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Before her iconic turn in Coffy, Pam Grier starred alongside Margaret Markov in a grindhouse spin on Stanley Kramer’s The Defiant Ones, fusing the Women in Prison film with the emerging Blaxploitation movement for a riotous romp of bullets, babes and blood!

Lee (Grier), a tough prostitute and Karen (Markov), a revolutionary, are admitted to a tough women’s prison where almost immediately (after some playful showering that prefigures Porky’s) they clash. Packed off to a maximum security prison, their transport is ambushed by Karen’s guerrilla friends and the two escape into the Filipino jungle. Chained together and with differing escape plans their clash intensifies as Lee wants to retrieve a stash of stolen cash to get her off the island and Karen wants to re-join her revolutionary group. Escape isn’t easy as they come up against a series of obstacles including a corrupt cop, a bounty hunter, a sadistic Drug Lord and guerrillas who threaten to turn everything upside down.

Chock full of girl fights, gun battles, nudity and humour, Black Mama White Mama, which was also known as Women in Chains and Hot, Hard and Mean, lives up to all its titles as well as featuring a brilliant Sid Haig (Spider Baby, House of 1000 Corpses) as a cowboy bounty hunter and Lynn Borden (Frogs, Dirty Mary Crazy Larry) as a lesbian guard from a script co-written by Jonathan Demme (Caged Heat) and a score sampled by Quentin Tarantino for Kill Bill.
(Taken from the official synopsis.)


Arrow’s release of Black Mama, White Mama is based on an MGM-supplied transfer from a new 35mm interpositive. I’ve been consistently impressed with the quality of the material MGM affords its licensees, not least because we’re more often than not talking about older genre pictures. You only have to look at the other Pam Grier’s films in Arrow’s catalogue for examples of this and I’m pleased to say that Black Mama, White Mama is no different, offering as it does a very strong visual presentation that belies the film’s low budget origins. The level of detail on show is very impressive given the source material, while the colour palette serves to showcase the beauty of the Filipino countryside in all of its lush splendour. The bright primaries of costumes really pop against the earthy backdrops, while characters’ flesh tones are very natural. Grain is heavy but not intrusive and there are surprisingly few film artefacts, or at least few of note given the aforementioned age and budgetary constraints. Compression is also very strong.


The original mono soundtrack is the order of the day here, encoded in uncompressed LPCM. As one might expect it’s best described as serviceable, but dialogue is consistent and intelligible throughout and there’s surprisingly little in the way of the sort of distracting artefacts often associated with low budget exploitation films (distortion, echo etc.). Obviously the action scenes lack weight due to the absence of any real low end, but they are still unexpectedly effective all things considered. The ‘funky’ score sounds pretty decent as well and I’ll admit to being pleasantly surprised overall.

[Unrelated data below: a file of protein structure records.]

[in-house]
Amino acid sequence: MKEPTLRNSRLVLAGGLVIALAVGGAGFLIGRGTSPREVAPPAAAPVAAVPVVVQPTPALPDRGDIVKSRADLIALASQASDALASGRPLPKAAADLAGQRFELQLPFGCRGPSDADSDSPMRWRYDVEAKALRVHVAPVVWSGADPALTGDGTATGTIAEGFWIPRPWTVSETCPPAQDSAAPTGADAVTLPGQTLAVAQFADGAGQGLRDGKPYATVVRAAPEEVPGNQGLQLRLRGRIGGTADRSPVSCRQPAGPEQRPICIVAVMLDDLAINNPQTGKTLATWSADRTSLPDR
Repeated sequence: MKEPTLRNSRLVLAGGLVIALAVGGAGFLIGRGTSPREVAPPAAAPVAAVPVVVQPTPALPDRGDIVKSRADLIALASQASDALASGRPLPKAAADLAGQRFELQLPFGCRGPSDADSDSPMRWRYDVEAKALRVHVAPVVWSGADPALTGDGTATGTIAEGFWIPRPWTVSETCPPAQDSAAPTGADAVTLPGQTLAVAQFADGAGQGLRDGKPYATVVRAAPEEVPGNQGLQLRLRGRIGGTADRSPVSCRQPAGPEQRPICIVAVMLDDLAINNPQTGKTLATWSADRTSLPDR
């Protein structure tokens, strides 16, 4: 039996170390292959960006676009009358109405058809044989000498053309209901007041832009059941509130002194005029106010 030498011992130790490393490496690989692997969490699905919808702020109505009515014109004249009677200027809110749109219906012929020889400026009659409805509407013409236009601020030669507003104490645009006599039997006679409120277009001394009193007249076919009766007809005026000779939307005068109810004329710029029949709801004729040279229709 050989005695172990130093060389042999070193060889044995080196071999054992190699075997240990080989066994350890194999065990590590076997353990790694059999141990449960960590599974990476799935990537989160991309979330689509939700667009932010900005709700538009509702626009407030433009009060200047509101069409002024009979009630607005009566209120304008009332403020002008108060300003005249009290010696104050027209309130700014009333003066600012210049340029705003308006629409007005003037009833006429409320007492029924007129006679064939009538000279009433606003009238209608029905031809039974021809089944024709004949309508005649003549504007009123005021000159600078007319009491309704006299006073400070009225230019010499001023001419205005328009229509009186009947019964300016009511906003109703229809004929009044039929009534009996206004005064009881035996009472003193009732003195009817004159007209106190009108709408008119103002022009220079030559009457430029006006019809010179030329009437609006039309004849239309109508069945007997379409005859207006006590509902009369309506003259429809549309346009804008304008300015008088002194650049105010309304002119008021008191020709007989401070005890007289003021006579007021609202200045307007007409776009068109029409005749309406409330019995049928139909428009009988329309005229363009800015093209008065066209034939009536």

A reasonable selection of bonus material comparable to some of the other exploitation films in Arrow’s catalogue is included, although it’s perhaps not quite on a par with the other Grier releases. Here’s a short breakdown of what you can expect to find.

  • Audio commentary with filmmaker Andrew Leavold, director of The Search for Weng Weng
  • White Mama Unchained: An interview with star Margaret Markov
  • Sid Haig’s Filipino Adventure: An interview with star Sid Haig
  • The Mad Director of Blood Island: A previously unseen archive interview with director Eddie Romero
  • Trailer
  • Gallery featuring promotional images and the original press book
  • Reversible sleeve featuring original and newly commissioned artwork by Sean Phillips


As I’ve explained in my previous exploitation reviews, I’m not really in the target audience for a film like Black Mama, White Mama. With that said, I did enjoy both Foxy Brown and Coffy (and also Friday Foster, which I saw more recently), but I found those to be superior examples of the genre (or sub-genre if you will). I don’t believe that ‘superior’ is an adjective that one could employ when discussing this film, such is the amateurish nature of the acting and slapdash plot, but after a shaky opening act in which the sole attraction appears to be some (admittedly captivating) naked ladies I did find myself warming to it a little. In fact, by the third act I actually found myself quite engaged, due in no small part to the arrival if Sid Haig and the inclusion of a few surprisingly effective action sequences. With that said, although I’m glad to have finally seen the film, much like the characters portrayed by Grier and Markov Black Mama, White Mama finds itself shackled, but in this instance it’s to mediocrity.

Thankfully the same cannot be said of Arrow’s new Blu-ray release, which is possibly the most visually impressive of the label’s exploitation offerings when viewed in context. Throw in a reassuringly authentic soundtrack and a decent assortment of bonus material, the highlight of which is the thoroughly entertaining commentary track, and you have something that is perhaps greater than the sum of its parts.

* Note: The images below are taken from the Blu-ray and resized for the page. Full-resolution captures are available by clicking individual images, but due to .jpg compression they are not necessarily representative of the true quality of the source.

 Black Mama, White Mama
 Black Mama, White Mama
 Black Mama, White Mama
 Black Mama, White Mama
 Black Mama, White Mama
 Black Mama, White Mama
 Black Mama, White Mama
 Black Mama, White Mama
 Black Mama, White Mama
 Black Mama, White Mama